Dr. Janice Ely, a neuropsychologist who evaluated Student, was persuasive in her testimony that Student is deficient regarding social interaction skills and self-esteem. She interviewed Student and reviewed the Achenbach questionnaires (exhibit # 7) which were completed by four of Student’s teachers and his guidance counselor. What was most striking to Dr. Ely was that Student’s social deficits were scored as most highly significant and Student was described as being teased, not getting along with others, keeping to himself and being withdrawn. She found a consistency in response between Student (on his questionnaire) and three WPS teachers (on their questionnaires).4 Testimony of Ely.
Two WPS witnesses testified that they did not view Student as having a significant deficit regarding social skills and self-esteem although they recognized that Student has certain weaknesses or difficulties in these areas. Testimony of Abraham, Bangert. I discount their testimony for several reasons.
The Achenbach questionnaires (exhibit # 7) indicate that three WPS teachers view Student’s difficulties regarding social skills as significantly more serious than the guidance counselor (Mr. Abraham) views them. Although Mr. Abraham knows Student better than most of the other 230 students for whom he is guidance counselor, his contact with Student is through individual meetings which are sporadic and sometimes infrequent (contact depends on Student’s asking to see Mr. Abraham), and Mr. Abraham’s contact with Student is significantly less in time than that of the teachers who completed the questionnaires. In addition, Mr. Abraham’s principal contact with Student is through individual meetings, and Student typically feels more comfortable socially with an adult than with his peers. Testimony of Abraham.
Mr. Bangert has had almost no personal contact with Student; his views were formed principally as a result of an assessment5 he did of Student. Although relevant, this assessment does not reflect precisely what WPS had a responsibility to address through its IEPs for two reasons. First, the assessment addressed four areas: cooperation, self-control, responsibility and assertion, none of which describes the range of issues and concerns that make up Student’s weaknesses regarding social skills. Second, the information was collected for the assessment during a time period from October 1999 through January 2000, while the most recent IEP in question was prepared at a meeting on May 5, 1999. Testimony of Bangert, exhibit # 1. Student made gains in social skills during the 1999-2000 academic year which likely impacted the information gathered for the assessment but are not relevant to what WPS had a responsibility to address when it developed its IEPs – in other words, Student’s deficits that the IEPs needed to address are different than Student’s deficits that were observed as part of the later assessment, thereby undermining the assessment’s relevance to the appropriateness of the IEPs. Testimony of Student, Mother.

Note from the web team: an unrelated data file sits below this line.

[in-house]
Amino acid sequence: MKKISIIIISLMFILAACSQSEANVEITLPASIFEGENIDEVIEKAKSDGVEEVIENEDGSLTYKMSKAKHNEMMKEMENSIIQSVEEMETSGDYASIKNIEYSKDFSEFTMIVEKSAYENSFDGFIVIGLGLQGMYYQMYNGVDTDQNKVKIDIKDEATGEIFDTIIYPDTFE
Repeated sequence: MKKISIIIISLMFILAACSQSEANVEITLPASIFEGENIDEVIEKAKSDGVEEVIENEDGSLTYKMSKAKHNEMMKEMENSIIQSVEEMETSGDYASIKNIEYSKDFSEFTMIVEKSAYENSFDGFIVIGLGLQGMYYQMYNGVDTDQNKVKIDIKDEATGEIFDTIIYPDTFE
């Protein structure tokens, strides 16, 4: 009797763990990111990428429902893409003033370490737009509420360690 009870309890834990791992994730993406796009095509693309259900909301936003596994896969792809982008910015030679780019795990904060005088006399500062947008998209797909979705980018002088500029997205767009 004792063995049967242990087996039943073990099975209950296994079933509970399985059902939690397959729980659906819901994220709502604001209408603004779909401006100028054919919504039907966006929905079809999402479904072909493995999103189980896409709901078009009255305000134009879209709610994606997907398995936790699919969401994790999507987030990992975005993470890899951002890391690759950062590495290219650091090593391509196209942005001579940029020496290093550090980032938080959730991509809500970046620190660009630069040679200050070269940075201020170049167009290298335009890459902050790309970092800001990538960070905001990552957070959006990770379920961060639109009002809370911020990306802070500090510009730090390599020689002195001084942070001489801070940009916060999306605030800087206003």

For these reasons, I find that during his 9 th and 10 th grade years, Student had significant deficits regarding social skills and self-esteem, and that these deficits are attributable to his blindness.
3. Physical Education and Health Classes.
As one way of making room in his schedule for Braille and self-advocacy instruction, WPS proposed that Student delay taking physical education until the 11 th and/or 12 th grades. Since two years of physical education are required in order for Student to graduate from High School, WPS does not suggest that Student should forego entirely his physical education classes. Rather, WPS argues that they could be delayed, allowing room in Student’s schedule during 9 th and 10 th grades, as other students at WPS have done. Approximately 15% of students (or approximately two out of a class of twenty-five students) delay taking physical education at the WPS High School until 11 th and/or 12 th grade because of scheduling or other conflicts. Similarly, WPS proposed that Student take the one required course on health, and not the second health course which is recommended but not required, and that he delay one or both health courses until the 11 th or 12 th grade. As with physical education, approximately 15% of students delay taking health until the 11 th or 12 th grade. Testimony of Abraham.
The issue of whether Student should take both health courses and the issue of the timing of physical education and health must be looked at within the context of Student’s individual needs. Student has significant deficits regarding social skills and self-esteem. See discussion above in part B2 of this Decision.
Credible evidence indicates that the parts of the WPS High School curriculum that are most likely to address these deficits are physical education and health. Credible evidence further indicates that delay in taking these courses to his 11 th or 12 th grade years (that is, to take the courses one or two years after 85% of his peers would have taken them), would not only result in Student’s not receiving important educational instruction at a time when he needed it, but would further isolate him from his classmates, likely resulting in feelings of inferiority and further difficulties regarding the development of social skills and self-esteem. Testimony of Cataruzolo, Mother.